Fear Eats the Seoul

In Entertain Me, The Social Fabric on March 5, 2011 at 1:41 pm

I’ve never met an ESL teacher in Korea that has not had some kind of gripe about their school, boss, kids, landlady, landlady that is their boss who owns the school their kid goes to…

But now there is a film that may work out that aggression, told from one who knows it first hand. Nick Calder has thrown off the shackles of an easy stereotype, and committed himself to doing what he loves whilst still educating the Korean masses.  His first film “Fear Eats the Seoul” is a bloody horror with monsters and demons, as metaphoric as any would wish to take it.  Currently in post production, there is already a buzz amongst the expat community anxious to support someone breaking the mold.

Korean society is a swiftly evolving creature, that if you close your eyes for a few years you may not recognize it when you open them again.  It’s quite impressive to watch, but watching is not enough.  The expat community has a task to keep up with this change, and challenge its own existence within Korean society.  There’s no secret that the ESL teacher reputation is not altogether glorious, assumptions made about money makers and 24 hour party people.  Whilst this may still hold true to some measure, there is an increasing number of expats who are trying to make a greater contribution.  The point is, realizing that you can.  There is not a lot of information out there about how to go about exploiting your talents and skills without selling your soul to schools. But that makes the challenge all the more rewarding.  Being a part of diversifying Korea’s culture in a positive and constructive way is inspiring in itself.

A great percentage of teachers that come here are not teachers at all, and it can be easy to forget what it was you once were before you arrived.  Nick summed it up perfectly in an interview with Sugar and Thunder.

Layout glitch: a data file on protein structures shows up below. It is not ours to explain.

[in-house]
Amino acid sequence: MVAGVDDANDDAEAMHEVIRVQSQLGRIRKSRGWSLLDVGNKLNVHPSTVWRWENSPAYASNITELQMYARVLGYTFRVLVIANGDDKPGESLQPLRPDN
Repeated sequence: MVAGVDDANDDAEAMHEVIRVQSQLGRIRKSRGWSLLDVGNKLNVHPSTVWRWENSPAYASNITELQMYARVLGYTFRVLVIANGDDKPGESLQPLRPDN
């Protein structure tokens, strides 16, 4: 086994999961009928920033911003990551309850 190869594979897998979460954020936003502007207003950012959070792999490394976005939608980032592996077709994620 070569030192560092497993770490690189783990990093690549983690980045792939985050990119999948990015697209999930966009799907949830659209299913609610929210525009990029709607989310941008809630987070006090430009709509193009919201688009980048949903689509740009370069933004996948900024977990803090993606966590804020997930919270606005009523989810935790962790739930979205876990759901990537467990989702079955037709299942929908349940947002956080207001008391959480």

“It came from hating my last job as a preschool ESL teacher and feeling like I had become complacent. There are situations in Korea that I can’t help but culturally clash with, including teaching English to 18 month old babies. I was very unhappy because I had no clue what I was doing in the classroom anymore. It dawned on me that I was venturing so far from the path I once set out to take. And ultimately making decent money and having a free place was not enough. My dream kept bubbling to the surface while I was trying to push it down for the sake of a comfortable lifestyle.

So I finally quit that job and found a part-time one and my own place, which opened up my mind and my time to follow my own path. It became clear then that money was not as important if I was able to do what I was passionate about. So I finally accepted I AM a filmmaker and if that is so, I should start making some films.”

Well said.  There are people out there doing it, and they are sources of inspiration.  I’m not the biggest horror genre fan out there, but I will be waiting with bated breath for the release of this film because it marks another kind of triumph.  Small or big, however you want to see it, just see it.


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